“Tiny planned to drink hot chocolate and eat cookies.”

          Raymond Carver, Where I’m Calling From

We approach the ferry stop turning off

Lower Columbia River Highway 30

past Gnat Hatchery Road to Clatskanie--

Westport Slough to the Columbia.

This is the Wahkiakum Ferry, and

Oscar B is the name of the boat,

and we’re in Clatsom County, Oregon.

Wahkiakum means Tall Timber in Chinoook

and this ferry runs on the hour 365 days a year,

the last regularly scheduled car ferry

on the Columbia River between two states.

A 4-mile stretch taking 10-12 minutes

with capacity for carrying 23 cars.

The Oscar B carries you to Puget Island

and a drive of about ten miles

to a bridge taking you to the mainland,

on the Washington side. Lewis and Clark stopped here.

We’re the first car to line up

and we’re soon joined by others,

people stepping out of their cars

and rolling down the windows,

a woman asking, Are you here

for the adventure, too? Raymond Carver’s

family lived here in Clatskanie, I say

to the woman. For me, it’s a big deal.

There is a library and a park beside it

where we had lunch once. This

is where I’m coming from. Yes,

this is for all of us. Carver might have

fished here as a boy. His father 

worked at the sawmill.

No, I never knew him. Only

in his stories and poems. Later

his family moved to Yakima

where we’re from. This is my brother

and my wife. We’re coming from Seaside.

We were at the beach. And now we’re here.

Today we’ll see yellow and blue flags

of Ukraine flying as we cross the island

before arriving at Cathlamat, which means

stone in Chinook, and we’ll stop at Patty’s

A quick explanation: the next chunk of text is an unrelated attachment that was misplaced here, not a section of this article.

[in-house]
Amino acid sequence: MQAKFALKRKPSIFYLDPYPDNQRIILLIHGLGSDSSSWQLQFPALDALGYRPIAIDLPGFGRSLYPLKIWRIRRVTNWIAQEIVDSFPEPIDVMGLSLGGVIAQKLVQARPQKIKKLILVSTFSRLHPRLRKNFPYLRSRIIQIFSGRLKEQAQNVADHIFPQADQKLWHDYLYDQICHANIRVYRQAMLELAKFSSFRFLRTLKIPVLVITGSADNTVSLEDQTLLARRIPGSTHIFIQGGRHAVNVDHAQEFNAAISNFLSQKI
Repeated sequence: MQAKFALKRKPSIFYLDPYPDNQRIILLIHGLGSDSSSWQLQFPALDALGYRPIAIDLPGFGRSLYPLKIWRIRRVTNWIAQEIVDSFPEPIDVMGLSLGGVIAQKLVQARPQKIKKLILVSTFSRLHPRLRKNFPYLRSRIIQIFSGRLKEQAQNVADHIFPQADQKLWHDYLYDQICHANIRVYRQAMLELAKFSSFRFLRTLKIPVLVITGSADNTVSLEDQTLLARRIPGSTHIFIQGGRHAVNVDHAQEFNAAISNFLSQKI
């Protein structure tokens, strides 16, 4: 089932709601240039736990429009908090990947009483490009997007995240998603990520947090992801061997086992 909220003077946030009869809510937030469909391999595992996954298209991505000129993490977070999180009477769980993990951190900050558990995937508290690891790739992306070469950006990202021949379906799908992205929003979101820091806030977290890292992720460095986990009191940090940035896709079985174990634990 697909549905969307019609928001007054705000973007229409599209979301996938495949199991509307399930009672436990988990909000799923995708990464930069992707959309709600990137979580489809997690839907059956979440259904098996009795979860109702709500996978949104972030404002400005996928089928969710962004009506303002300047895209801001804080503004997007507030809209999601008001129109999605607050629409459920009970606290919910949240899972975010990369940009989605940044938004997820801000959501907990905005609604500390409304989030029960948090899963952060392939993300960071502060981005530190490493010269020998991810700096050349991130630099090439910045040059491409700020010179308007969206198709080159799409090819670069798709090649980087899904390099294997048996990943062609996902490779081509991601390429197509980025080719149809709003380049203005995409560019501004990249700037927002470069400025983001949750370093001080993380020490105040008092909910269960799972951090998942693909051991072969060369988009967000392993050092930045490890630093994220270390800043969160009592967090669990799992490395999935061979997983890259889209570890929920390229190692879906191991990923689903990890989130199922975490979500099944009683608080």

for coffee and pannini sandwiches while

looking at the sign where the Hudson’s Bay Company

operated from. We’ll learn later

that the mother of a friend of ours

came from Cathlamat. I’ll re-read that story

of Carver’s, Where I’m Calling From

after we get home. A boy in the story

falls into an empty well, but nothing fell

on him and nothing closed off that circle of blue.

My friend is a shield maker and I remind him

of that shield of Achilleus he took into battle

with those pastoral images confronting

his enemies before they met his sword,

their last image of this life. The blue ocean

circled that shield of Achilleus.

We walked some miles on the beach

we say at lunch. Off the highway,

going slow. An old friend has died,

and his memorial is Saturday.

Carver puts us in the small world, like Chekhov.

Now things are out of our hands, too.

Tiny, God bless him would still have

things on his plate, whereever he is.

This ferry runs 365 days a year, on the hour.

Jim Bodeen

5-9 March 2023

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